Arway majored in biology at the University of Pittsburgh and then worked for Westinghouse before getting his master’s degree at Tennessee Technological University. He came to the Fish and Boat Commission as a seasonal employee in 1980 and worked his way up, focusing much of the time on impairments from acid mine drainage. A father of four and grandfather of six, he lives in Lamar, near State College, and keeps an apartment in Harrisburg, where he stays during the week.
The first signal of problems with the bass in the Susquehanna began in one of its main tributaries, the Juniata River, in the 1990s. Anglers were reporting fewer rock bass, where they could once hook dozens a day. Fish and Boat biologists assumed that anglers were taking too many, and decreased the amount fishermen could keep from 50 to 10. Arway says now he wished the commission would have looked deeper, but at the time, he’s not sure biologists had the tools to detect the compounds ailing the bass.
When the diseased young-of-year smallmouth began showing up in the Susquehanna’s main stem in 2005, it shocked the fishing community. The river was so prized for smallmouth that celebrated fly-fishing guides like Lefty Kreh and Bob Clauser routinely took clients there. Arway, who was by then chief of the commission’s environmental services division, swung into action.
“As an angler, I was mad,” he said. “But as a scientist I knew we had to establish the data to solve the problem.”
So Arway commissioned a $500,000 study by the U.S. Geological Survey to help determine why smallmouth bass were dying and to study the tributaries where the mortality was the worst. After the study showed that oxygen levels were lower in areas where the fish were diseased and less plentiful, Arway worked for years and eventually persuaded Pennsylvania DEP officials to raise their dissolved oxygen standards. The state limit was 4 milligrams per liter and the federal standard was five; that one milligram, Arway said, makes a difference for fish struggling to breathe. A primary cause of low dissolved oxygen is too much phosphorus in the water, which leads to algae blooms.
Raising the dissolved oxygen standard was a start, but Arway said it was not enough. He asked Shawn Garvin, the EPA’s Region 3 administrator, to look at phosphorus fertilizer regulations for Pennsylvania that would be similar to the rules Maryland has adopted. Arway also has suggested a voluntary pollution-reduction plan for the river, which would mirror the mandatory ones for the Chesapeake. And knowing that every two years the state would re-evaluate the rivers and streams eligible for the impairment listing, Arway launched his one-man public-relations campaign to showcase the plight of the smallmouth bass in the Susquehanna.
Though his predecessor bumped heads with the commissioners over what has been described as “philosophical differences” and eventually left, Arway’s board has formally supported his push to declare the Susquehanna impaired and worked with him to keep the issue alive. They support the mission, if not always the tactics.
“John can be a bull in a china closet,” said commissioner Warren Elliott, a longtime Arway supporter and friend. “There have been times that some commissioners thought John ought to be not quite so direct.”
Arway even partnered with a nonprofit to launch Save Our Susquehanna, a go-fund-me campaign of sorts to raise money for restoring the river. (FirstGiving, which focuses on nonprofits, is hosting the campaign.) So far, it has collected $50,000 in small donations from anglers and outfitters, plus $50,000 in commission-matching funds, he said. It’s enough to start work on restoring a small tributary, Limestone Run; but it’s only a fraction of what the state could do, he said, with the resources that would come from a listing.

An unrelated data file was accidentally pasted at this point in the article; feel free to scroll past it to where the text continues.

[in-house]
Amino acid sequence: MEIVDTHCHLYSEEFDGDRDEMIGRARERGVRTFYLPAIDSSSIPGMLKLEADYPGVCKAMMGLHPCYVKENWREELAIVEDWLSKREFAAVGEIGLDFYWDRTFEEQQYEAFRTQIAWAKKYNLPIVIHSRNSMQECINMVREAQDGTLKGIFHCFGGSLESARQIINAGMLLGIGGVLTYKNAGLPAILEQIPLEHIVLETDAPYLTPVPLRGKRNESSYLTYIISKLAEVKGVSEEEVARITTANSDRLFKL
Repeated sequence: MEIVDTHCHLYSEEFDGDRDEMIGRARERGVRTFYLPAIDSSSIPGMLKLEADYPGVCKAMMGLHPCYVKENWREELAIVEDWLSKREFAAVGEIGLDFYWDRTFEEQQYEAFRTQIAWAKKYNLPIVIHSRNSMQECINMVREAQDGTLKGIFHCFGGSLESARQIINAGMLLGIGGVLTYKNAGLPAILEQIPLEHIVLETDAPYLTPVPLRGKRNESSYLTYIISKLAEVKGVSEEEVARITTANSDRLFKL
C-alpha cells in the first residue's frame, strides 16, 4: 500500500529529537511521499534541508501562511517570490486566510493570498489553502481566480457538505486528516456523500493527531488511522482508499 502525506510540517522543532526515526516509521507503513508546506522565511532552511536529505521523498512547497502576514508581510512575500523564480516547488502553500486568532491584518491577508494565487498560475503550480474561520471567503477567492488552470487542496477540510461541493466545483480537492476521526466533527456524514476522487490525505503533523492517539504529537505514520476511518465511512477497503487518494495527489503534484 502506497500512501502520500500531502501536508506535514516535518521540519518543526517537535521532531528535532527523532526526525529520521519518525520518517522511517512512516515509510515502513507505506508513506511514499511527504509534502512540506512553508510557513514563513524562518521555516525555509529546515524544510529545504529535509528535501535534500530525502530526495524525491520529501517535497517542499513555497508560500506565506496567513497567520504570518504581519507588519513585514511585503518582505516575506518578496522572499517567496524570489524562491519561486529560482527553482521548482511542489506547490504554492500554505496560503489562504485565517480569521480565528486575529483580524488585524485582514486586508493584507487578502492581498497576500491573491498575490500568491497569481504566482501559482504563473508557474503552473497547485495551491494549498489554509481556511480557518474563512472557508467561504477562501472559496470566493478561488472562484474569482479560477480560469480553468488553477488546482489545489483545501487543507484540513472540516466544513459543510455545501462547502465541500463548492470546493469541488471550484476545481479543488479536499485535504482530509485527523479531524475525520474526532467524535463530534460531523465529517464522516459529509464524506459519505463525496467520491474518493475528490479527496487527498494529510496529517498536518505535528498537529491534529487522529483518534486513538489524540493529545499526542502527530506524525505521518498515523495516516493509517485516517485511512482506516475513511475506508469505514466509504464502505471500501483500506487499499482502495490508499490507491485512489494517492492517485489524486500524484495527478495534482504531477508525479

“It certainly is unusual, particularly for Pennsylvania, to have someone so willing to be so public about his professional and personal opinion,” said Harry Campbell, state executive director for the Chesapeake Bay Foundation, which also is campaigning to have the lower Susquehanna declared impaired for aquatic life. “He is a government official with a scientific background, and that gives him respect among the fishing community.”
Arway was hopeful last year, when the DEP undertook a rigorous scientific study dubbed CADDIS that looked closely at many pollutants in the river. A team of scientists collected more than 30,000 water-quality records and reviewed existing research to isolate the causes. It concluded that the most likely causes of the smallmouth bass’ decline are endocrine-disrupting compounds and herbicides, as well as pathogens and parasites.
But even after that report, DEP officials said there was still not enough information to list the river as impaired.
Others in state government respect his passion on the Susquehanna issue, but say it’s not backed up by science.
Russell Redding, Pennsylvania’s agriculture secretary, bristles at Arway’s assertion that fish are getting sick from phosphorus and herbicides applied to farm fields. Redding said he doesn’t believe designating the river impaired is helpful until the state has nailed down the causes. And while acknowledging that the state’s lagging Bay cleanup effort needs “higher accountability,” the agriculture secretary said he would like proof of what’s hurting bass before imposing limits on farmers’ use of phosphorus to fertilize their crops, as Arway is advocating.
“We all know how complicated this is, and we need the science to guide us, and right now it’s not conclusive,” said Redding, who served under Gov. Ed Rendell, a Democrat, and returned to the job when Democrat Tom Wolf won the office in November 2014. “The problem is still not in context if you haven’t answered the question of why. I prefer to make statements with science on your side.“
Arway is not giving up on the listing, but he’s also turning to other ideas to protect the Susquehanna and its fish. He’s supporting the Pennsylvania Water Resource Act, introduced this year by Rep. Mike Sturla, a Lancaster Democrat, which would charge large industries for water withdrawal and raise $245 million a year for river restoration projects.
Years ago, Arway sued the DEP over permits that he felt did not safeguard water quality from acid-mine drainage. He is not saying that he would take that path over the listing, but he also said he is not ruling anything out at the moment. Whatever the path, he said he wants to make sure he’s not head of the Fish and Boat Commission when an angler takes the last bass out of the Susquehanna.
“If we don’t act soon, we run the risk of delaying our decisions due to our fear of the unknown,” Arway wrote in his column to be posted in September 2016. “So, which fear will determine the fate of our bass? Fear of the known resulting in action, or fear of the unknown and inaction? I will continue to advocate for urgent action. Our bass depend on it, our anglers expect it, and our constitution requires us to do our duty.”